Frank felt someone grab his legs. They began to pull him back out. He was ripped from the hands below by those who pulled from above. When he broke the surface he shouted to whoever, whatever, “Help the boy!” He was dragged onto a flat fleshy surface but hadn’t let go. Two men flanked him, one his age with a well-kept goatee, the other a wiry, olive-skinned youth with tucked-back straight black hair. Together, they pulled the boy out.
“David?” Frank extended a hand to the boy’s shoulder. The boy turned, his pale, thin face telling Frank that crying in this place was as impossible as spitting. But it wasn’t David. The eyes were wrong. The skin, too drawn and pale. “Are you alright, son?” The boy recoiled, cocooning his face into his knees. Frank kept his hand on the boy’s shoulder. “It’ll be okay, son.”
From the goateed man, “Can you handle this, Stan?”
The other, presumably Stan, nodded. The man headed off down the macabre stage Frank now saw was made entirely of people — a mosaic of people of all sizes, shapes, and colors, face-up, arm-over-shoulder, leg locked with leg, sealed up tight enough to resemble an eccentric kitchen floor. Frank traced the pattern back to between his legs where he saw a man’s rough-bearded face looking up at him. “Hello, friend,” the man chirped.
Frank stood, placed one foot gingerly on a woman’s large thigh, the other on a man’s broad chest. “I’m sorry,” he told them. Stan laughed. It cut through the hum.
“Sir, please. It’s okay. I know. It takes a minute. But please, sir, is this your boy?” He motioned to the boy who Frank had pulled from below. It took him a moment but said, “No, he just…he needed help.” Stan nodded. “Okay. Okay. Margaret!”
A woman who’d been crouched beside the edge of the strange platform came over. “Yes?”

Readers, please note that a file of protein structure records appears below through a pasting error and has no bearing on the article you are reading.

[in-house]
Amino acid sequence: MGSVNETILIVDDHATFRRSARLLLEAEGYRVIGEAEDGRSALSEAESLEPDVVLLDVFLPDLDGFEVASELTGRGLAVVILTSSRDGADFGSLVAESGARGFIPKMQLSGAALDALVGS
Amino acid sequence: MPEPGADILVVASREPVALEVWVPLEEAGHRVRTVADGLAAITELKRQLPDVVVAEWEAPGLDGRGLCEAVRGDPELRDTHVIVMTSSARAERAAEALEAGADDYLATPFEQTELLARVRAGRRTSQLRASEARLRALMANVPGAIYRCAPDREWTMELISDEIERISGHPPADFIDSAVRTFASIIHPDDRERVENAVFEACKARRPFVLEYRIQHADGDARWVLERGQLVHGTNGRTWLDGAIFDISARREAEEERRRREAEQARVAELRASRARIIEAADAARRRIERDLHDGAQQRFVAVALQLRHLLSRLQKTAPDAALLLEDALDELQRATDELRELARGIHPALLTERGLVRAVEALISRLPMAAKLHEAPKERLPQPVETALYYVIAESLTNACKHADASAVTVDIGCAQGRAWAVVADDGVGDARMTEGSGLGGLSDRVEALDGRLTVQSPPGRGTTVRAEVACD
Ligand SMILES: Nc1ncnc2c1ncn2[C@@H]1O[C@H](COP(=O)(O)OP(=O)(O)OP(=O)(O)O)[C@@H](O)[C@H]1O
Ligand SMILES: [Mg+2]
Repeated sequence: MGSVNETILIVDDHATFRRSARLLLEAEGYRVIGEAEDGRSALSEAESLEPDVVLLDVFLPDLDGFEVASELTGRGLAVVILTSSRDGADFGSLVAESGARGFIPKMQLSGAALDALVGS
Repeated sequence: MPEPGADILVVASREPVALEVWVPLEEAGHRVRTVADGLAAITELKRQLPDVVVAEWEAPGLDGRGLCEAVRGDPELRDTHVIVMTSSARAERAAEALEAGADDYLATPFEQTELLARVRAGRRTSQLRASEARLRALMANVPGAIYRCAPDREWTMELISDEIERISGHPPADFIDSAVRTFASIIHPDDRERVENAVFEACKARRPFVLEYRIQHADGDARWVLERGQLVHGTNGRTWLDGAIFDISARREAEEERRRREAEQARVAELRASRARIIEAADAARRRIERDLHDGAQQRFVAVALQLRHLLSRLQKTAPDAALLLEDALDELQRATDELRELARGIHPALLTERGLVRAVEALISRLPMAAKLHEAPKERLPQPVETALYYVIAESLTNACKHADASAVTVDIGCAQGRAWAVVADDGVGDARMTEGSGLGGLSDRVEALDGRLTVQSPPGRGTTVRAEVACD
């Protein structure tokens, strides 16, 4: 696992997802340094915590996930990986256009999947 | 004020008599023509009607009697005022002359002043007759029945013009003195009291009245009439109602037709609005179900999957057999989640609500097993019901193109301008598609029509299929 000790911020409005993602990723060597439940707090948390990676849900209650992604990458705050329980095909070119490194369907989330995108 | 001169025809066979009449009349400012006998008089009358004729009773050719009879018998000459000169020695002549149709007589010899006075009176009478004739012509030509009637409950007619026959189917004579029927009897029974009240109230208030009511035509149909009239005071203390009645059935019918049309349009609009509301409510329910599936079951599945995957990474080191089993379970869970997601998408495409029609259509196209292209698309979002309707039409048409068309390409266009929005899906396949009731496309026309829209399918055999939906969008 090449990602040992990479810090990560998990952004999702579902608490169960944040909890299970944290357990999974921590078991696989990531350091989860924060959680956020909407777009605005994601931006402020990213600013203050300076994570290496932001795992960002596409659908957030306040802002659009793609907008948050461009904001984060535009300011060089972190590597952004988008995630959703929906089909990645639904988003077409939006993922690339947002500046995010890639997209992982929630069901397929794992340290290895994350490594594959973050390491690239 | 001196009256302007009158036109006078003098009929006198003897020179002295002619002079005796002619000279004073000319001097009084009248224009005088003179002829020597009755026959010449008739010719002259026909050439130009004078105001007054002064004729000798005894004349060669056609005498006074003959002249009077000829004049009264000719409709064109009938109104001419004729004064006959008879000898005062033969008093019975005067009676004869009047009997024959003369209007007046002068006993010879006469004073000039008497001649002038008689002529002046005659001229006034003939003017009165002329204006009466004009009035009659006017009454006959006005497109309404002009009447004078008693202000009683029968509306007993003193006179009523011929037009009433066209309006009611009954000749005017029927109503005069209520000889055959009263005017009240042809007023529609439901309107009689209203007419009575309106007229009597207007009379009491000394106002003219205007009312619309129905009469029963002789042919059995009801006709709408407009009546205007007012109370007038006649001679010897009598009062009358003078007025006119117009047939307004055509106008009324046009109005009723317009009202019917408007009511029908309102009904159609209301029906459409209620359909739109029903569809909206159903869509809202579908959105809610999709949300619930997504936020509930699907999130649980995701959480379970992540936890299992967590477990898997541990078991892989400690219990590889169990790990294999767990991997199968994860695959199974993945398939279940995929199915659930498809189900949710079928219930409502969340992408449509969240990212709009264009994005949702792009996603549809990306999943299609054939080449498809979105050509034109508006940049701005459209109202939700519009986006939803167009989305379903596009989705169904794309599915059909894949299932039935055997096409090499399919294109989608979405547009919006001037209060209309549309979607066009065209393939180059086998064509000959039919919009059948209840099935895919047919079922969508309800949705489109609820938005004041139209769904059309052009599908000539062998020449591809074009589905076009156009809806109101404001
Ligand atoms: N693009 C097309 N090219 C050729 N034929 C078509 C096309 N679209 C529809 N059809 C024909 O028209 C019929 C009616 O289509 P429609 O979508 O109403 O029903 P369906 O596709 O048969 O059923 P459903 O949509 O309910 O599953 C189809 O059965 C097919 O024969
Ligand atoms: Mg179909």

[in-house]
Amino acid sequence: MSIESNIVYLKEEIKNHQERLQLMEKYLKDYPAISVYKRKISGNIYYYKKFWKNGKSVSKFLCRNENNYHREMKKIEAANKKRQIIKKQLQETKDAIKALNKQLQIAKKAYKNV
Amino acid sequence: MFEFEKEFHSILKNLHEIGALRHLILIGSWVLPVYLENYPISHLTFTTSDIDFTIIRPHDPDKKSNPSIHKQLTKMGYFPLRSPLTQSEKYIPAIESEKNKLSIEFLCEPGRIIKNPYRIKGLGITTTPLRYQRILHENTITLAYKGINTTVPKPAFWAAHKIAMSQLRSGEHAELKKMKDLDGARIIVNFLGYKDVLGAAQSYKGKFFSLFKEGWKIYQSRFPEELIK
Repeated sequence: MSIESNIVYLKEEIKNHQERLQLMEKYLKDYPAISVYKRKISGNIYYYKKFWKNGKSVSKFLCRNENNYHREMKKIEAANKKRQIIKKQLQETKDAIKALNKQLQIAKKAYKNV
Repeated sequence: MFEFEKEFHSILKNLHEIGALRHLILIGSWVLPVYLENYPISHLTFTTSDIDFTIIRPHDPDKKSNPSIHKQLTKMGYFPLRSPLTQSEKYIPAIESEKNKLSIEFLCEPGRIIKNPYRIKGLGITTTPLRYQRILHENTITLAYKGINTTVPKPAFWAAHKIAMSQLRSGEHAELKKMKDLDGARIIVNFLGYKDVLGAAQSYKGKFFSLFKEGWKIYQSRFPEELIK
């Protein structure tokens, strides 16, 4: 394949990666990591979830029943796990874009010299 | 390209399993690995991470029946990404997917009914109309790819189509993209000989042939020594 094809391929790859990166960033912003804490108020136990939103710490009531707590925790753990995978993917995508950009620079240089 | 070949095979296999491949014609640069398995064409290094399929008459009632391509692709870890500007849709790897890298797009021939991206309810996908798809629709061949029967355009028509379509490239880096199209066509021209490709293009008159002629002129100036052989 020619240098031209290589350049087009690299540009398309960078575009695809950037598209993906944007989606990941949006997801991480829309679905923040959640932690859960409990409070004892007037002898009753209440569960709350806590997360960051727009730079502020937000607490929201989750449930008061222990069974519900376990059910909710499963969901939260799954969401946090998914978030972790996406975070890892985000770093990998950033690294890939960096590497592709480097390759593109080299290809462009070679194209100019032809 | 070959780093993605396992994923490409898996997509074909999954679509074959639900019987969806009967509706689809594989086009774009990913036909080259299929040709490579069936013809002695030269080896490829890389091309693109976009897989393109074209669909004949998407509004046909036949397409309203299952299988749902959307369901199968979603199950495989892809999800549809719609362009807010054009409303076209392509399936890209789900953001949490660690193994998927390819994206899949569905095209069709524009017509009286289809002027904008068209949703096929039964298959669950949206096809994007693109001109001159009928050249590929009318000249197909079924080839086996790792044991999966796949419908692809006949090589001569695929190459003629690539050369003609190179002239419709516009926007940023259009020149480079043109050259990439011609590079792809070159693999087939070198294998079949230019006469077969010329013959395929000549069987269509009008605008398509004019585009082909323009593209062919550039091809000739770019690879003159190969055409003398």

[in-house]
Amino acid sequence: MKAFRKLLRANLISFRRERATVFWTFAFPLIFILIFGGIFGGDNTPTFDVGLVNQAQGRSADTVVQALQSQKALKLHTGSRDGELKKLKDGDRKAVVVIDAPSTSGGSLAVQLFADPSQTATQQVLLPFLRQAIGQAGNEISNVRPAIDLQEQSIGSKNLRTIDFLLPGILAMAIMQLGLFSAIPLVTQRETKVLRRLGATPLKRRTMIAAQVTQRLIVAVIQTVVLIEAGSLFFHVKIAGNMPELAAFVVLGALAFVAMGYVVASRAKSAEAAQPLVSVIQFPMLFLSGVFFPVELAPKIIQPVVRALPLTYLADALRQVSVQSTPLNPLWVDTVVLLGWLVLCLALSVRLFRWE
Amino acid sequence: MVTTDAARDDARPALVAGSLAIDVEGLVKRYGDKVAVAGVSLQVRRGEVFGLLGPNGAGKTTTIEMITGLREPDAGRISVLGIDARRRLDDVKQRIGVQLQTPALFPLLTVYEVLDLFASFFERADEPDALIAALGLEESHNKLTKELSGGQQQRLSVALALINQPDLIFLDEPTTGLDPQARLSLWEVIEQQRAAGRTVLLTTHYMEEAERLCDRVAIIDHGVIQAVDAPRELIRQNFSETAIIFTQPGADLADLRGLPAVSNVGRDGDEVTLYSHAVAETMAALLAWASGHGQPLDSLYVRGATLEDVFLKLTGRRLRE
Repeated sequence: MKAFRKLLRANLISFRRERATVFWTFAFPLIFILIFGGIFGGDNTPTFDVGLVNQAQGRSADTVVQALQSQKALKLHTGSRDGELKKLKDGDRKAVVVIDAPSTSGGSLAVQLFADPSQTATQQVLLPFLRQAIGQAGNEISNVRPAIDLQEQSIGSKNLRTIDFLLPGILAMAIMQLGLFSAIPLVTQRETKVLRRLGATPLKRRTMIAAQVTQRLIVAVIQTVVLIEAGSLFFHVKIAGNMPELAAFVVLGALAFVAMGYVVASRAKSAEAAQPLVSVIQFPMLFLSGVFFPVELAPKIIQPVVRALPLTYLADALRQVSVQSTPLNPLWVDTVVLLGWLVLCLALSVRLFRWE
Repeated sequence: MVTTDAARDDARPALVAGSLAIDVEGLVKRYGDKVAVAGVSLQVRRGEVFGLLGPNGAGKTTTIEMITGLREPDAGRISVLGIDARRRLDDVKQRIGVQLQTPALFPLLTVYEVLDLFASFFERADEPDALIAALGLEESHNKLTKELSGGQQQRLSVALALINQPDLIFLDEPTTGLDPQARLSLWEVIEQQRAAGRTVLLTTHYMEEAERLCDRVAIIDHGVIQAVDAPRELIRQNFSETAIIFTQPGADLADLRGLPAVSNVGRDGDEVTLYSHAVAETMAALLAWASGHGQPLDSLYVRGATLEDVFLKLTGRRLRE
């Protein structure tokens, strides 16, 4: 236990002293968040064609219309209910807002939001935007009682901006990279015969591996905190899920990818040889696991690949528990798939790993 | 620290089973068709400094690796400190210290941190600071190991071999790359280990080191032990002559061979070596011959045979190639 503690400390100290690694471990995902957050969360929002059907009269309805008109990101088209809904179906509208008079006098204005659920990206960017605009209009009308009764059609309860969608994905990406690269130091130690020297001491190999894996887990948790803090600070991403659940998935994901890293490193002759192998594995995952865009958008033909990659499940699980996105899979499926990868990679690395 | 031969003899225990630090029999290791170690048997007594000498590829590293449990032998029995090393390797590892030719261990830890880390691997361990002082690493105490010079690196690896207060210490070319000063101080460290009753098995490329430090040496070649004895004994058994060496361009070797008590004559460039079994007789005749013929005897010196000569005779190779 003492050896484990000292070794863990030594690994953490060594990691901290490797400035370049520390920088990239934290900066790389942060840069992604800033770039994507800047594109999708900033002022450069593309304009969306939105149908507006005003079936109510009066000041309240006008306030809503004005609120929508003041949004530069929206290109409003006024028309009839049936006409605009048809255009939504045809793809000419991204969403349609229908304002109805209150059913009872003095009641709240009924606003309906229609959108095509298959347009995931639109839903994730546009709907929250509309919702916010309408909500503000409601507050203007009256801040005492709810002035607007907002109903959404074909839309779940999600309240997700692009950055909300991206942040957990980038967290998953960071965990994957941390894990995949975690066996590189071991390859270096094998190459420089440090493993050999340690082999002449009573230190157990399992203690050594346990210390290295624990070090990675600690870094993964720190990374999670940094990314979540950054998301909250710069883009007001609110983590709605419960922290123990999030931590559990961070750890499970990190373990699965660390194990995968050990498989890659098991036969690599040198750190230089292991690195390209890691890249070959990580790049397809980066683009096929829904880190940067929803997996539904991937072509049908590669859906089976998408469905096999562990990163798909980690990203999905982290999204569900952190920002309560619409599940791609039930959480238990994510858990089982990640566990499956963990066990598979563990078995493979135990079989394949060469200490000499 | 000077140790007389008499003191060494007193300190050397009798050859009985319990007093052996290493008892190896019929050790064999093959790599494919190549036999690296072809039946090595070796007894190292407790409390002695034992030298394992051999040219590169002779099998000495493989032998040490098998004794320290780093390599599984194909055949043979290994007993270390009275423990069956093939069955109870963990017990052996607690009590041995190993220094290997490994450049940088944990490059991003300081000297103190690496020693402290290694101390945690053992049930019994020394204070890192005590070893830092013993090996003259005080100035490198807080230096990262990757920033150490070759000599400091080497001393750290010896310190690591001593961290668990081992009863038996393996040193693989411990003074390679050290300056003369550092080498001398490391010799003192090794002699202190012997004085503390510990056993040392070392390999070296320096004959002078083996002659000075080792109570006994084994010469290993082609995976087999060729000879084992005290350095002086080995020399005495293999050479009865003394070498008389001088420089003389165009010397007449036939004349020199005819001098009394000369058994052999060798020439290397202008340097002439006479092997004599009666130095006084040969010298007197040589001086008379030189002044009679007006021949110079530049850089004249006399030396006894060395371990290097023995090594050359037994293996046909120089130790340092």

“The boy,” Stan motioned.
She bent, whispered something in the young boy’s ear that made him open his arms, which he then latched around her neck, and she carried him off.
“Come on,” Stan said. He stopped a few paces away. “It’s okay, look.” He jumped up several times and the woman beneath him giggled. He bent and said, “How are we today, Imani?”
“Sunshine and daisies,” she said. Stan held his hand open palm toward the woman. “See?”
Frank checked his feet, stepped onto a man’s trim belly and asked, “What is this? This…” he looked around at the stage of interlocked bodies where they stood.
“Not that,” Stan said, pointing at the horizon. “And that’s what matters.”
“Look.” Stan came close enough to put an arm on Frank’s shoulder. He pointed to the edge of the platform where each human link had been placed, so one arm stuck outward. “Folks are positioned so we can move. Like a Viking boat. Others take shifts along the edge,” he pointed to a few, like the older man who’d helped drag him up, “to keep the grabbers off. When we find live ones, we try to bring them aboard. We’re, hm, over two hundred now, I think. It’s not so bad. We don’t need food, can’t shit. Don’t get tired. Can’t strain a muscle. No real danger unless you fall over. Can’t hurt each other. Can’t move fast, but where have any of us got to go?” He let out a forced, quick laugh. “Welcome to paradise!”